The vertical core workout

Standing three-dimensional training is an oft-overlooked performance-enhancer.

The best way to work your core is a hotly-debated topic. Some experts argue that crunches and sit-ups are passé—and possibly harmful. Others say that you’re planking all wrong. And now, Alex Zimmerman, director of Equinox’s Tier X program, adds that if you’re doing all your core work on the ground—whether it’s planks, crunches, or some innovative move—you’re missing out. He’s not suggesting you eschew more traditional ab-builders but simply to add in a new component: Vertical Core Training (VCT). Coined by Todd Wright, strength and conditioning coach for the Philadelphia 76ers, it's used to help athletes maximize their potential.

“The basic premise is that you move the body three-dimensionally from an upright position and this allows for increased performance, function, and can reduce the likelihood of injury,” Zimmerman explains. And yes, with these moves you’re challenging your midsection but not for the sake of a six-pack: “This type of work is not aesthetically driven,” he emphasizes. (Which is why you shouldn’t stop planking.)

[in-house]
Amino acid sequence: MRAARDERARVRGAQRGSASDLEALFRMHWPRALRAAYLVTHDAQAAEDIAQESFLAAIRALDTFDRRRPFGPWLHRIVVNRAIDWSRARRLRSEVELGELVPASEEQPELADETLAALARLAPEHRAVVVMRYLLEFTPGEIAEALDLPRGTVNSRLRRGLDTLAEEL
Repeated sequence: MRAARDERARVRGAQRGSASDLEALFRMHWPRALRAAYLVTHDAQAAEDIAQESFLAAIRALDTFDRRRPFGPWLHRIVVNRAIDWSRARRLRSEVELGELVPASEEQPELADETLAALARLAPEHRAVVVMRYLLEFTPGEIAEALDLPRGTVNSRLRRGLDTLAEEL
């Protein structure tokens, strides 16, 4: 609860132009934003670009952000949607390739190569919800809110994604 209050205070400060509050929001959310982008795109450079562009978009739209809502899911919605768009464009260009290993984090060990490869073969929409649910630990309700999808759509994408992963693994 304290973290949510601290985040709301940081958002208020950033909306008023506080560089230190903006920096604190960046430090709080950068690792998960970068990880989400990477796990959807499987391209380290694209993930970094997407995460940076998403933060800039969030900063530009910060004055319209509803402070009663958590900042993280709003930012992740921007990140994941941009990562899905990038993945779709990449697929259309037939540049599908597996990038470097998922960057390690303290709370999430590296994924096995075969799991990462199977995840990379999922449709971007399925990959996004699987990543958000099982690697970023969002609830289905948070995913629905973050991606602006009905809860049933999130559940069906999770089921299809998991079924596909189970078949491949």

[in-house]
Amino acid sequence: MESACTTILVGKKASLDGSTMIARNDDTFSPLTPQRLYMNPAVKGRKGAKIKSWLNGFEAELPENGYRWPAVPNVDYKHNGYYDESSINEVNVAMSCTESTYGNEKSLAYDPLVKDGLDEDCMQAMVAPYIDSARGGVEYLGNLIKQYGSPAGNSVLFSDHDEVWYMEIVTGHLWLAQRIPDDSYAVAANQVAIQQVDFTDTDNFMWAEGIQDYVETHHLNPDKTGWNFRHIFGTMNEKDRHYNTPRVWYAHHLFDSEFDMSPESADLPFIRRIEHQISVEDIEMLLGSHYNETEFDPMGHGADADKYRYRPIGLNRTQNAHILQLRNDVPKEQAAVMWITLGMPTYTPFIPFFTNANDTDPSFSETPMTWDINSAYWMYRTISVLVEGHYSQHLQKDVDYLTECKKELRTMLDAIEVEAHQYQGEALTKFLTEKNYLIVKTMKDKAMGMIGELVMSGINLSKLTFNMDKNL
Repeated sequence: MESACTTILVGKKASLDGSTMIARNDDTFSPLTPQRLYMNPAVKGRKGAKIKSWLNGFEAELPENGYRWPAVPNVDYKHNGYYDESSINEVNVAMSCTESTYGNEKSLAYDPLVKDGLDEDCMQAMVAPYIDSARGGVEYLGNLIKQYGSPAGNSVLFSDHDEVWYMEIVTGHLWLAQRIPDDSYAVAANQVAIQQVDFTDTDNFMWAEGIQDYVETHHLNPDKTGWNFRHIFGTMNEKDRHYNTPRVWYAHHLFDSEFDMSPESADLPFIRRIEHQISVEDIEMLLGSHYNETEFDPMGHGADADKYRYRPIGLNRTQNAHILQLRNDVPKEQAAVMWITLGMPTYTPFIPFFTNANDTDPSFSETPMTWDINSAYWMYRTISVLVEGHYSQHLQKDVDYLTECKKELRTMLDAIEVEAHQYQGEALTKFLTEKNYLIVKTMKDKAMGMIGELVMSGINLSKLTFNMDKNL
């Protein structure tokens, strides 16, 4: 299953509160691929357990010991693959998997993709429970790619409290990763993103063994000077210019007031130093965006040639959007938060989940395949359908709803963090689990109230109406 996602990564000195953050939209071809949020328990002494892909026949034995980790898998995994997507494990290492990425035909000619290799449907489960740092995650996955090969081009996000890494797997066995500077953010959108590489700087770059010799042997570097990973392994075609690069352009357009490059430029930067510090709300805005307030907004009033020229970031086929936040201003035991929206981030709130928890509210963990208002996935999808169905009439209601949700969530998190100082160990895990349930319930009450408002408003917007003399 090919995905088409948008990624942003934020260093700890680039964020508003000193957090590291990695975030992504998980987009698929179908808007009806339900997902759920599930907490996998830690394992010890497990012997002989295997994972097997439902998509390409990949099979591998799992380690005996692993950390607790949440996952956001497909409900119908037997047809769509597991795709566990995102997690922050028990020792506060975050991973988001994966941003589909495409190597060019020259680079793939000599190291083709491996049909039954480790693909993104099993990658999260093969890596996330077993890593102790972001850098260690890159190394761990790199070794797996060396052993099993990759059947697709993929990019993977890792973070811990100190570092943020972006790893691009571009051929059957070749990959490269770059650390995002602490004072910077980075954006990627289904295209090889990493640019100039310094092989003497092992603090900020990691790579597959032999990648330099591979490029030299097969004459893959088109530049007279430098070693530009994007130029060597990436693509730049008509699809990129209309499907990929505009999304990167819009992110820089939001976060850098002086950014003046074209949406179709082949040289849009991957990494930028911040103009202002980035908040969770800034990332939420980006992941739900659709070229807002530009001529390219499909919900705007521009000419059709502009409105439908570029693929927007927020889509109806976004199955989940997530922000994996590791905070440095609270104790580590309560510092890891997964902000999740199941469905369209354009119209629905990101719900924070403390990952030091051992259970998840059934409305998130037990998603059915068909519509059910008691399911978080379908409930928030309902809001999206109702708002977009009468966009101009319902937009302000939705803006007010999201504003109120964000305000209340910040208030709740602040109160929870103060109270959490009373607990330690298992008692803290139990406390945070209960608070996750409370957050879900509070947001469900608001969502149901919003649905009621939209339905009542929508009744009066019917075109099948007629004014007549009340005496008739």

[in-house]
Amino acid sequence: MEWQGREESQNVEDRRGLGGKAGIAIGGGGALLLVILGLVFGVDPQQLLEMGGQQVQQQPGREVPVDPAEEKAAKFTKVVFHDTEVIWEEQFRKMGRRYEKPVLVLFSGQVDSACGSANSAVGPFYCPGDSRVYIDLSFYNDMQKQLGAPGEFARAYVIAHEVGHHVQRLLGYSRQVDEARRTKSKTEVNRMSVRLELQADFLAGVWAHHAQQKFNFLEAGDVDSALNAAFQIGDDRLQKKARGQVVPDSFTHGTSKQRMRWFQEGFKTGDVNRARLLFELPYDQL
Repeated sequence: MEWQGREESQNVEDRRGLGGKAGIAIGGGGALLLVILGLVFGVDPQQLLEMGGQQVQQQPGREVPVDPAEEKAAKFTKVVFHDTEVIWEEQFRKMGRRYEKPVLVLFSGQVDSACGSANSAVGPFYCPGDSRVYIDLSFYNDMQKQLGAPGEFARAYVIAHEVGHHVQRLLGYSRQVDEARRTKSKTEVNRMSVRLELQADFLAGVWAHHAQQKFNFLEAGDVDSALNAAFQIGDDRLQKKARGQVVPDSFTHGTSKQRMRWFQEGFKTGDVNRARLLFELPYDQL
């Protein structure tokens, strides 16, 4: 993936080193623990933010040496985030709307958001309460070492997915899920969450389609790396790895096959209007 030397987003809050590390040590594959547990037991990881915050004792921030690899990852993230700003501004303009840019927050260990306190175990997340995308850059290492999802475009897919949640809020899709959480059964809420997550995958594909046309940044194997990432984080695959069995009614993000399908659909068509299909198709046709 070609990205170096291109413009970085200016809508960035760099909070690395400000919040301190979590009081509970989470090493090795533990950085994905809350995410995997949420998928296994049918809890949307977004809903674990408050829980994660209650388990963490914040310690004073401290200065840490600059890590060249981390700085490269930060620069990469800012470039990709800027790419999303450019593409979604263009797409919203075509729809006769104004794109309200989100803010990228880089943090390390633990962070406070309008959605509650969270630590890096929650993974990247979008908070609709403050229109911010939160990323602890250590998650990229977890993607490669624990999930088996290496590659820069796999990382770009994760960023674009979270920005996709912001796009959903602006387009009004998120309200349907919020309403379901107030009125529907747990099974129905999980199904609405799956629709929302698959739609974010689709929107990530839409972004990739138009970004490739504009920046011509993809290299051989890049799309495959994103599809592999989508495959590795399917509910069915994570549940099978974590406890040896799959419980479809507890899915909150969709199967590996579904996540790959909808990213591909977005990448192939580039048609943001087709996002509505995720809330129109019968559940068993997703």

By training in multiple planes of motion, you give the body what it craves: vector variability, which Zimmerman says creates robust bone structure and fascial systems and coordinates nervous system development and motor control (i.e. the ability to control a dumbbell’s descent after an overhead press).

Perform the following exercises as a dynamic warm-up two to three times per week. Complete two sets of 10 reps of each move, resting minimally. Begin with a very light load: men should start with eight-pound dumbbells and women should begin with five. When the loads get heavier as you master the movements, add in more rest as needed.

Exercises demonstrated by Maria Callanta, Tier X coach at Equinox 92nd Street

1 / 9